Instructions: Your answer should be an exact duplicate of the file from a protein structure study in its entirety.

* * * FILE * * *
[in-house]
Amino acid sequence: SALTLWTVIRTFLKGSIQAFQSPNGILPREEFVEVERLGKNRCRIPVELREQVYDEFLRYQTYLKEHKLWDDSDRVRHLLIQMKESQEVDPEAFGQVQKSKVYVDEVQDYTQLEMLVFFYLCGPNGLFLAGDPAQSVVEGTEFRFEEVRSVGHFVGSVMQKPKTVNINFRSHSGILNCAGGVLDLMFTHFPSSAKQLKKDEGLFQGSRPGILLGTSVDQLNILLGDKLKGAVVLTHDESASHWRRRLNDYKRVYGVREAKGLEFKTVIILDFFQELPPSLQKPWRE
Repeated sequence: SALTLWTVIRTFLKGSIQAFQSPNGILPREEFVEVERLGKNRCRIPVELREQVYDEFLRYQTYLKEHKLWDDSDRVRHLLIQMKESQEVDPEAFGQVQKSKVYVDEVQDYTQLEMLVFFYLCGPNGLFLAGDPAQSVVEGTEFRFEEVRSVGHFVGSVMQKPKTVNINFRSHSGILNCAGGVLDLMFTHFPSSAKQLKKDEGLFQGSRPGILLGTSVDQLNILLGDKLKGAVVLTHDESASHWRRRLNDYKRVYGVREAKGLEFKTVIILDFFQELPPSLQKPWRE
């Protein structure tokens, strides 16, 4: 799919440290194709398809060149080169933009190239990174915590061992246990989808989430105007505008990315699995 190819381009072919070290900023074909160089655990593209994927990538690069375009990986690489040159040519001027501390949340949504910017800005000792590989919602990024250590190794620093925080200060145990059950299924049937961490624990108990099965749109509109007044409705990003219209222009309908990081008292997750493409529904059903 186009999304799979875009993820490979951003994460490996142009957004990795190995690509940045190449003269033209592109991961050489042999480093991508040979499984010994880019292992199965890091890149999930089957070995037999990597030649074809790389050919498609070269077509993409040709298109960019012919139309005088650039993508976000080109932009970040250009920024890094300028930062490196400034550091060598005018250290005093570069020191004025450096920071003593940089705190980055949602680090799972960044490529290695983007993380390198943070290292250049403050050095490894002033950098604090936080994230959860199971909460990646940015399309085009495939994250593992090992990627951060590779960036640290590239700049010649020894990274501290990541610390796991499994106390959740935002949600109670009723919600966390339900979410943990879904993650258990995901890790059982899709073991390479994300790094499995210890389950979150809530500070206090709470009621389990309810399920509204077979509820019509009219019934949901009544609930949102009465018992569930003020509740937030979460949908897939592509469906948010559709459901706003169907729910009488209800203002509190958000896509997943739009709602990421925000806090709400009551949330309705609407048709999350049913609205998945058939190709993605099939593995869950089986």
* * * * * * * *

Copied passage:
[in-house]
Amino acid sequence: SALTLWTVIRTFLKGSIQAFQSPNGILPREEFVEVERLGKNRCRIPVELREQVYDEFLRYQTYLKEHKLWDDSDRVRHLLIQMKESQEVDPEAFGQVQKSKVYVDEVQDYTQLEMLVFFYLCGPNGLFLAGDPAQSVVEGTEFRFEEVRSVGHFVGSVMQKPKTVNINFRSHSGILNCAGGVLDLMFTHFPSSAKQLKKDEGLFQGSRPGILLGTSVDQLNILLGDKLKGAVVLTHDESASHWRRRLNDYKRVYGVREAKGLEFKTVIILDFFQELPPSLQKPWRE
Repeated sequence: SALTLWTVIRTFLKGSIQAFQSPNGILPREEFVEVERLGKNRCRIPVELREQVYDEFLRYQTYLKEHKLWDDSDRVRHLLIQMKESQEVDPEAFGQVQKSKVYVDEVQDYTQLEMLVFFYLCGPNGLFLAGDPAQSVVEGTEFRFEEVRSVGHFVGSVMQKPKTVNINFRSHSGILNCAGGVLDLMFTHFPSSAKQLKKDEGLFQGSRPGILLGTSVDQLNILLGDKLKGAVVLTHDESASHWRRRLNDYKRVYGVREAKGLEFKTVIILDFFQELPPSLQKPWRE
């Protein structure tokens, strides 16, 4: 799919440290194709398809060149080169933009190239990174915590061992246990989808989430105007505008990315699995 190819381009072919070290900023074909160089655990593209994927990538690069375009990986690489040159040519001027501390949340949504910017800005000792590989919602990024250590190794620093925080200060145990059950299924049937961490624990108990099965749109509109007044409705990003219209222009309908990081008292997750493409529904059903 186009999304799979875009993820490979951003994460490996142009957004990795190995690509940045190449003269033209592109991961050489042999480093991508040979499984010994880019292992199965890091890149999930089957070995037999990597030649074809790389050919498609070269077509993409040709298109960019012919139309005088650039993508976000080109932009970040250009920024890094300028930062490196400034550091060598005018250290005093570069020191004025450096920071003593940089705190980055949602680090799972960044490529290695983007993380390198943070290292250049403050050095490894002033950098604090936080994230959860199971909460990646940015399309085009495939994250593992090992990627951060590779960036640290590239700049010649020894990274501290990541610390796991499994106390959740935002949600109670009723919600966390339900979410943990879904993650258990995901890790059982899709073991390479994300790094499995210890389950979150809530500070206090709470009621389990309810399920509204077979509820019509009219019934949901009544609930949102009465018992569930003020509740937030979460949908897939592509469906948010559709459901706003169907729910009488209800203002509190958000896509997943739009709602990421925000806090709400009551949330309705609407048709999350049913609205998945058939190709993605099939593995869950089986």